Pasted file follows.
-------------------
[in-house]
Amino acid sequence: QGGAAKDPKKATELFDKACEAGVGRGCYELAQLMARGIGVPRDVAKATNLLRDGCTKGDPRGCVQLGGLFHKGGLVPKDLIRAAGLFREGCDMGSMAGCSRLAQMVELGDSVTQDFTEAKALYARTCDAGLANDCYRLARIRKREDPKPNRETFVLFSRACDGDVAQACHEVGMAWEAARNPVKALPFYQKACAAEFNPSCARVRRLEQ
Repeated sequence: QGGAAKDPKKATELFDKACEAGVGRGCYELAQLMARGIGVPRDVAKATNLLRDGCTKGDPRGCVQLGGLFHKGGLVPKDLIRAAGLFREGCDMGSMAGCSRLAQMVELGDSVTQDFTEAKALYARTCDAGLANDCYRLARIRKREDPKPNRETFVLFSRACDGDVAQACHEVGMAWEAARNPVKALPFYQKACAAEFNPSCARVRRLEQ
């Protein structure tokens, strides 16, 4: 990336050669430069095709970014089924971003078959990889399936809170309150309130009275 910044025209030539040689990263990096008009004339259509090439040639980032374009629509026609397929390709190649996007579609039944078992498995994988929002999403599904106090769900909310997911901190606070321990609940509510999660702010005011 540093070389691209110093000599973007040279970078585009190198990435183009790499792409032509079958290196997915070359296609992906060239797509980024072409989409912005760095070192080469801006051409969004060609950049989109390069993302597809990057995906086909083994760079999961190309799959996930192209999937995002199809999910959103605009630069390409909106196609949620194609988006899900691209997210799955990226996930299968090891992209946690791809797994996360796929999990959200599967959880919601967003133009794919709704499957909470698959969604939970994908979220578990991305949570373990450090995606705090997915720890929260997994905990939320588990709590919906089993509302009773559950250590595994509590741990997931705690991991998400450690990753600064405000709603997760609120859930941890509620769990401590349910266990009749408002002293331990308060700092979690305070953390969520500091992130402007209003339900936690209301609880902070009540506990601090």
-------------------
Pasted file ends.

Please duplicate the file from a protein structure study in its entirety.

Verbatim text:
[in-house]
Amino acid sequence: QGGAAKDPKKATELFDKACEAGVGRGCYELAQLMARGIGVPRDVAKATNLLRDGCTKGDPRGCVQLGGLFHKGGLVPKDLIRAAGLFREGCDMGSMAGCSRLAQMVELGDSVTQDFTEAKALYARTCDAGLANDCYRLARIRKREDPKPNRETFVLFSRACDGDVAQACHEVGMAWEAARNPVKALPFYQKACAAEFNPSCARVRRLEQ
Repeated sequence: QGGAAKDPKKATELFDKACEAGVGRGCYELAQLMARGIGVPRDVAKATNLLRDGCTKGDPRGCVQLGGLFHKGGLVPKDLIRAAGLFREGCDMGSMAGCSRLAQMVELGDSVTQDFTEAKALYARTCDAGLANDCYRLARIRKREDPKPNRETFVLFSRACDGDVAQACHEVGMAWEAARNPVKALPFYQKACAAEFNPSCARVRRLEQ
């Protein structure tokens, strides 16, 4: 990336050669430069095709970014089924971003078959990889399936809170309150309130009275 910044025209030539040689990263990096008009004339259509090439040639980032374009629509026609397929390709190649996007579609039944078992498995994988929002999403599904106090769900909310997911901190606070321990609940509510999660702010005011 540093070389691209110093000599973007040279970078585009190198990435183009790499792409032509079958290196997915070359296609992906060239797509980024072409989409912005760095070192080469801006051409969004060609950049989109390069993302597809990057995906086909083994760079999961190309799959996930192209999937995002199809999910959103605009630069390409909106196609949620194609988006899900691209997210799955990226996930299968090891992209946690791809797994996360796929999990959200599967959880919601967003133009794919709704499957909470698959969604939970994908979220578990991305949570373990450090995606705090997915720890929260997994905990939320588990709590919906089993509302009773559950250590595994509590741990997931705690991991998400450690990753600064405000709603997760609120859930941890509620769990401590349910266990009749408002002293331990308060700092979690305070953390969520500091992130402007209003339900936690209301609880902070009540506990601090």